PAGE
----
“That region will go through the same boom Mexico went through, and their production costs are higher than in Mexico [which means exports from the U.S. will be in demand]. They have the same developing country increase in pork consumption,” Hayes says.

“Peru and Columbia are big markets now, but they’re going to be much, much bigger. Columbia is in the process of switching from chicken to pork. Pork consumption went from 4 kg per person up to 10 kg!”

Hayes gives credit to the U.S. National Pork Board for creative thinking and implementation of a recent marketing effort.

“Instead of fighting over market share, they [NPB] developed a cooperative generic pork campaign that was highly effective,” Hayes says. “Consumers just see that pork is healthy, there are no food safety issues, and that it’s coming from modern units. Consumers don’t know if that pork is from a production unit in Columbia or in the U.S., and it doesn’t matter. It’s an example of two industries working together to grow consumption and the model worked.”

Vietnam is another country that has excellent potential for U.S. exports, Hayes says.

“Vietnam is about 10 years behind China economically, but their policies are not that far behind,” he adds. “They’re just as pro-market as the Chinese.”

He notes there are about 100 million undernourished people in Vietnam eating a lot of rice and wheat right now, but they’re ready to switch if they can get access to inexpensive protein.

“The economy is booming and they have pro-trade policies and that’s creating economic opportunity,” Hayes says. “The first thing you do when you get money is buy your kids some decent quality protein.”

When asked what has been the most satisfying part of being involved in the pork industry, Hayes is proud of the fact that the U.S. has succeeded from being a net importer to a huge, huge exporter.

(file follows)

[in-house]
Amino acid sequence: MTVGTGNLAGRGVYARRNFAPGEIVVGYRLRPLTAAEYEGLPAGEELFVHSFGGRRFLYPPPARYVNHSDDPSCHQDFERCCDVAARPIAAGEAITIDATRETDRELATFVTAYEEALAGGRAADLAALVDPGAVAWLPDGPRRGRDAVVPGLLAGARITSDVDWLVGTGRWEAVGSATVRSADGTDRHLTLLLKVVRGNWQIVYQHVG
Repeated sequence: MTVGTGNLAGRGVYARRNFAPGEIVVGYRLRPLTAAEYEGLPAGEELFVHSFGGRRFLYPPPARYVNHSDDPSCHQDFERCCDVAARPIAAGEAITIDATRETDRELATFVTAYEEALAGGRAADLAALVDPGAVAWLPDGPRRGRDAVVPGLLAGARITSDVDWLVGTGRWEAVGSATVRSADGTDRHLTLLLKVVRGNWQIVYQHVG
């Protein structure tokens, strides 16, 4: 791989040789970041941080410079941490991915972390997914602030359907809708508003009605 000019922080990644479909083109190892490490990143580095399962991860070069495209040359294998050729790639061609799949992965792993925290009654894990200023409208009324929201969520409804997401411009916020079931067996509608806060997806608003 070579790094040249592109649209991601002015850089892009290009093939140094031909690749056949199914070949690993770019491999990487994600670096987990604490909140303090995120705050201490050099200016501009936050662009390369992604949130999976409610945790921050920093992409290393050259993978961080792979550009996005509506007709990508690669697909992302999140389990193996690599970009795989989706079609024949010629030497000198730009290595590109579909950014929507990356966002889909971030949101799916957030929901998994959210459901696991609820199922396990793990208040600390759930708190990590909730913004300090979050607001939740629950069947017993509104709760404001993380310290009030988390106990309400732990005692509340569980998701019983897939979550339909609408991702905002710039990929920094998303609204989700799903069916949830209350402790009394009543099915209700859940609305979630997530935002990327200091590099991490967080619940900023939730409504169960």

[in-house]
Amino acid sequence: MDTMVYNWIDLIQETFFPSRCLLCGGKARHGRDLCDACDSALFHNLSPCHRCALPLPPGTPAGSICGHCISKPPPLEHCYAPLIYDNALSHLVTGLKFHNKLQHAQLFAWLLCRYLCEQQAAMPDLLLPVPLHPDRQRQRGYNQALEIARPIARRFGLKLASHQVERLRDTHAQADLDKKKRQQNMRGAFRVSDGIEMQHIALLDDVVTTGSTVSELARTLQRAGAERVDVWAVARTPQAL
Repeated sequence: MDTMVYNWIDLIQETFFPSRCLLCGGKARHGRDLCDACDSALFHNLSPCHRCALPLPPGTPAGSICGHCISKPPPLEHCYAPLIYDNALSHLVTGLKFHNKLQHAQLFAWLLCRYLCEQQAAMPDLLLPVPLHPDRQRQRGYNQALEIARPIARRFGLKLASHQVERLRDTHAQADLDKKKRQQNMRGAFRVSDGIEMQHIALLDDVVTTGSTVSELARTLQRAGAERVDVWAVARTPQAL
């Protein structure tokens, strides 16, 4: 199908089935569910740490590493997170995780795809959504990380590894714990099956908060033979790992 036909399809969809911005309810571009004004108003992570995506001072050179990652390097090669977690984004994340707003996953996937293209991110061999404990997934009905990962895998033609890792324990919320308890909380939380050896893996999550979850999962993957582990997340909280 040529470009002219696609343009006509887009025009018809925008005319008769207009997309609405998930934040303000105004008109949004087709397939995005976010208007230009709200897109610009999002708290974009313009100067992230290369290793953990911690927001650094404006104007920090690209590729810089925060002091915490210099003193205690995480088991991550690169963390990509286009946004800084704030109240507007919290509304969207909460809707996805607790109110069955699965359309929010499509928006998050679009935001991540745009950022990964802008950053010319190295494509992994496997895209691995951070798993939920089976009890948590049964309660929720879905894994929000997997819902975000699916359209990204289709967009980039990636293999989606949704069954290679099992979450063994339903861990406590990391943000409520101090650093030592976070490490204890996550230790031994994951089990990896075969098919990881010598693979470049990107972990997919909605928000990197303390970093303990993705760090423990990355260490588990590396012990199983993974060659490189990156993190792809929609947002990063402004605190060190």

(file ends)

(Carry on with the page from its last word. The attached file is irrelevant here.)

“You see it in parts of Iowa where livestock production has expanded, like Eagle Grove or Clarion or Webster City,” he says. “Those towns had lost their industrial base and were in decline. You go to their main streets now and they have restaurants opening and businesses growing. Many of them would not have survived if it hadn’t been for expansion in livestock production.

“I’m a free-market economist, so to have made predictions about what would happen if we let the markets work and then to see that happen has been gratifying,” Hayes says. “One of the first research projects I did when I came to Iowa State was to evaluate whether it was cheaper to ship the meat or the feed grains, and the answer was resoundingly in favor of meat. Now that we have access, to see it happen exactly as any economist could have predicted has been gratifying.”

H/T: Farm Journal's Pork
About the Author
Garrett Baldwin

Garrett Baldwin is a content strategist and editor at FarmLead. He covers the global grain markets and public policy issues related to the agricultural industry. He is a graduate of the Medill School of Journalism at Northwestern University. He also holds a Master’s Degree in Economic Policy from The Johns Hopkins University, an MS in Agricultural Economics from Purdue University, and an MBA in Finance from Indiana University.